Go: implementing a microservice

We should move towards writing actual code for our service. We are writing a simple statistics collection service for tracking page views. We are going to create a database schema for collecting page views and improve things along the way.

The database schema

To refresh, we will be implementing our Push() RPC call:

service StatsService {
	rpc Push(PushRequest) returns (PushResponse);

message PushRequest {
	string property = 1;
	uint32 section = 2;
	uint32 id = 3;

message PushResponse {}

I’ve created a database schema which serves my use case for logging the request. In addition to the request data for the RPC, I added fields remote_ip, and stamp to track the user making the page view and the time the page view was logged. I also defined an id uint64 primary key, which I’ll fill out with a K-sortable Sonyflake ID.

Name Type Key Comment
id bigint(20) unsigned PRI Tracking ID
property varchar(32) Property name (human readable, a-z)
property_section int(11) unsigned Property Section ID
property_id int(11) unsigned Property Item ID
remote_ip varchar(255) Remote IP from user making request
stamp datetime Timestamp of request

As you can see, our docs generator is already paying for itself. This is our migration, with the comments stripped out to cut down verbosity:

CREATE TABLE `incoming` (
 `id` bigint(20) unsigned
 `property` varchar(32)
 `property_section` int(11) unsigned
 `property_id` int(11) unsigned
 `remote_ip` varchar(255)
 `stamp` datetime

CREATE TABLE `incoming_proc` LIKE `incoming`;

We are automatically creating a copy of incoming into incoming_proc. This has to do with processing caveats - renaming tables in mysql is an atomic operation, meaning we can issue the following queries and replace the tables between each other:

RENAME TABLE incoming TO incoming_old, incoming_proc TO incoming, incoming_old TO incoming_proc;

The rename table statement would replace the tables between each other. This is to separate our reads from our writes - one table is always getting written to, the other is getting read and aggregated into other tables, grouped by various time intervals (hourly, daily, monthly,…).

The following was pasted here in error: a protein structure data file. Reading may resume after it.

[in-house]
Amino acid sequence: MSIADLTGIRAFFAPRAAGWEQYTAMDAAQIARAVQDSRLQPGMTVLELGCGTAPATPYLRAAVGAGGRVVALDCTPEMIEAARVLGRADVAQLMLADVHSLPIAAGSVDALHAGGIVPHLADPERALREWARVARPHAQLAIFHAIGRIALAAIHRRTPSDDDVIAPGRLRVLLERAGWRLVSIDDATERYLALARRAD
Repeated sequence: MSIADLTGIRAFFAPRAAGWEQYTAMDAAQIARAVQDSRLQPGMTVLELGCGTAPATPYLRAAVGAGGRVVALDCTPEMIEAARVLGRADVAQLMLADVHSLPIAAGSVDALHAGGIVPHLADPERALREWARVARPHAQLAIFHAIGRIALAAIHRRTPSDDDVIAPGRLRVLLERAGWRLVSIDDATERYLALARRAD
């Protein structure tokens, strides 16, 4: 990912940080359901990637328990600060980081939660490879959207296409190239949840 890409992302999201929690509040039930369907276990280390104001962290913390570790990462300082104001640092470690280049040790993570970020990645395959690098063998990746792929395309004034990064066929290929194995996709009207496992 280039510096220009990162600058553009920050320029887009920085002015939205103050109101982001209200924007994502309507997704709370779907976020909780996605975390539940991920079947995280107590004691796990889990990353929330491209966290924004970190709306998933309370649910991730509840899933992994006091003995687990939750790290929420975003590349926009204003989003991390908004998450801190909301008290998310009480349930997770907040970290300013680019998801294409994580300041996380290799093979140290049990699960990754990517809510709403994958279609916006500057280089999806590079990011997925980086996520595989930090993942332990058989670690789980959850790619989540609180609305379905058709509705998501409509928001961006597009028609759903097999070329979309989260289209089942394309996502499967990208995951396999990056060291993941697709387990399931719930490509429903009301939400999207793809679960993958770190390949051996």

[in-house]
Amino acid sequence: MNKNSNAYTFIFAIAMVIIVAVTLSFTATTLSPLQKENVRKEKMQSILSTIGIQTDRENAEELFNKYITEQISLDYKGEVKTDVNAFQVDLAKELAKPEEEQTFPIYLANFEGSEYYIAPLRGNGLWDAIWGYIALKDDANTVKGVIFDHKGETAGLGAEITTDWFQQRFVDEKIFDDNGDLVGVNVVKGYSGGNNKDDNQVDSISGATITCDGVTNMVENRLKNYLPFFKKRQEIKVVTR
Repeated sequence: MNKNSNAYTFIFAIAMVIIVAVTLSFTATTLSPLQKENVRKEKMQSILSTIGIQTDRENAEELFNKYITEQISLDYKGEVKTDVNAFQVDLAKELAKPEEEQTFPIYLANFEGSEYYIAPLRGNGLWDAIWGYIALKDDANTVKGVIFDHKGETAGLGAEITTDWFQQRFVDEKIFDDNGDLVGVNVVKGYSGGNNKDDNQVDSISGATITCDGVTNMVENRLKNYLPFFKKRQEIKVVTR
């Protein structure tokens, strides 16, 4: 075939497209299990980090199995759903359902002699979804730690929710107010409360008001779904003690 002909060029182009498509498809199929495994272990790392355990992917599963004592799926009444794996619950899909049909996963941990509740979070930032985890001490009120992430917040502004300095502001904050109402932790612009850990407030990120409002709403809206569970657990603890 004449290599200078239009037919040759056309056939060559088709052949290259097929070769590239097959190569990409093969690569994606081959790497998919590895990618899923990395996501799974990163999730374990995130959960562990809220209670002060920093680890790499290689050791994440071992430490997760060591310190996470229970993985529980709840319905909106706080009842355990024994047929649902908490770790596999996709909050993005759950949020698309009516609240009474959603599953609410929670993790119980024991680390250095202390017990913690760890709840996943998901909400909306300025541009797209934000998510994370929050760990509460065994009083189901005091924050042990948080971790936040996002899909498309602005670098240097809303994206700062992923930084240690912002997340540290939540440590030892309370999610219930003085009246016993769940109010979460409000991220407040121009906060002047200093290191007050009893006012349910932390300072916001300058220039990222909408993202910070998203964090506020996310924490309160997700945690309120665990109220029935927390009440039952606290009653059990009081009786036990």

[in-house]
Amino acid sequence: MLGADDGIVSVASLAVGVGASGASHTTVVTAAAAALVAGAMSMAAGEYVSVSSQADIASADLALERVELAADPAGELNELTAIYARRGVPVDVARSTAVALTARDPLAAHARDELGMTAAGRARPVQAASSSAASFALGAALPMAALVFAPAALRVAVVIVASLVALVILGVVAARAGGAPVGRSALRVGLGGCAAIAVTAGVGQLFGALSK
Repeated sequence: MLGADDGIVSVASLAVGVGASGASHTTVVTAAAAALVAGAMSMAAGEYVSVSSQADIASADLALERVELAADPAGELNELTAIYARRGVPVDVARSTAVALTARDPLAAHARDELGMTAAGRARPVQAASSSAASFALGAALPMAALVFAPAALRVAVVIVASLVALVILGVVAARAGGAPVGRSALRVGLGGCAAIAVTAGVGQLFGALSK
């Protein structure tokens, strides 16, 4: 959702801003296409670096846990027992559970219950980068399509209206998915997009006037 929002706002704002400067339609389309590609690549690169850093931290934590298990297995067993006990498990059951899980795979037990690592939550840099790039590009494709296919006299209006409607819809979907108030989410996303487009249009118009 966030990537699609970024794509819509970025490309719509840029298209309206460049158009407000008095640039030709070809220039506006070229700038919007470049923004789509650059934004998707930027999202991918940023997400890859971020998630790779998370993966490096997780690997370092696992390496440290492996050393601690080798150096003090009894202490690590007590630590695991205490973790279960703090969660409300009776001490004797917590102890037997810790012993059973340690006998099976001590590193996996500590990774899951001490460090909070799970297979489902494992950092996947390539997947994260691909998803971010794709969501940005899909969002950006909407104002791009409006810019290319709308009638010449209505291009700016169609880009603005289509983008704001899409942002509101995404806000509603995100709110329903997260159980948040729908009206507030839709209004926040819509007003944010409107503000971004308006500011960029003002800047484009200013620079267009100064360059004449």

In the previous version of this service, the table schema had an ID field which was an AUTO_INCREMENT. In InnoDB, an AUTO_INCREMENT column triggers a special table-level lock, which blocks other transactions so that they recieve consecutive primary key values. We aren’t resorting to auto incrementing fields so we already eliminated a possible source of performance issues.

After adding the migration, we run make, so all our assets are generated.

Improving the microservice environment

We do a few improvements of our code generators in order to increase consistency. Since wire generates wire_gen.go, we rename our types_db.go to types_gen.go so we can be consistent. We also notice that the fields from our migration result in a few oddly named struct fields:

  • Id
  • PropertyId
  • RemoteIp

When we were writing our camelizer, we didn’t consider that we want to stay compliant with common Go naming styles, e.g. “JSON” instead of “Json”. Let’s quickly improve that part of our code generator, by importing a package that handles common initialisms.

package main

import (

func camel(input string) string {
	return snaker.SnakeToCamel(input)

And now we can use ID, PropertyID and RemoteIP respectively. The package serenize/snaker lists common initialisms which it sources from golang/lint#lint.go. We can even add golint to our CI jobs? Let’s do it. Add the following at the end of docker/build/Dockerfile:

# Install golint
RUN go get -u golang.org/x/lint/golint

Rebuild the image by running make and make push so it can be used with Drone, and then let’s add a Makefile target and Drone CI step to lint our code:

	golint -set_exit_code ./...

And our .drone.yml:

--- a/.drone.yml
+++ b/.drone.yml
@@ -29,6 +29,7 @@ steps:
     - make tidy
     - wire ./...
+    - make lint
     - make build

I fixed the issues that showed up, mostly about having comments for exported fields, like:

--- a/templates/client_wire.go.sh
+++ b/templates/client_wire.go.sh
@@ -15,6 +15,7 @@ function render_wire {
        echo ")"
+       echo "// Inject produces a wire.ProviderSet with our RPC clients"
        echo "var Inject = wire.NewSet("
        for schema in $schemas; do
                echo -e "\t${schema}.New,"

And after adding all the possible comments to our code generated code and a few stylistic fixes around our db package, we are ready to implement our service up to spec.

Implementing Push

As mentioned before, we will need an additional dependency - as we don’t have an AUTO_INCREMENT column, we will use a Sonyflake ID generator to provide us with k-sortable uint64 values. In our inject package, define the following provider:

import (


// Sonyflake produces a sonyflake ID generator dependency
func Sonyflake() *sonyflake.Sonyflake {
	var serverID uint16
	if val, err := strconv.ParseInt(os.Getenv("SERVER_ID"), 10, 16); err == nil {
		serverID = uint16(val)
	if serverID > 0 {
		return sonyflake.NewSonyflake(sonyflake.Settings{
			MachineID: func() (uint16, error) {
				return serverID, nil
	return sonyflake.NewSonyflake(sonyflake.Settings{})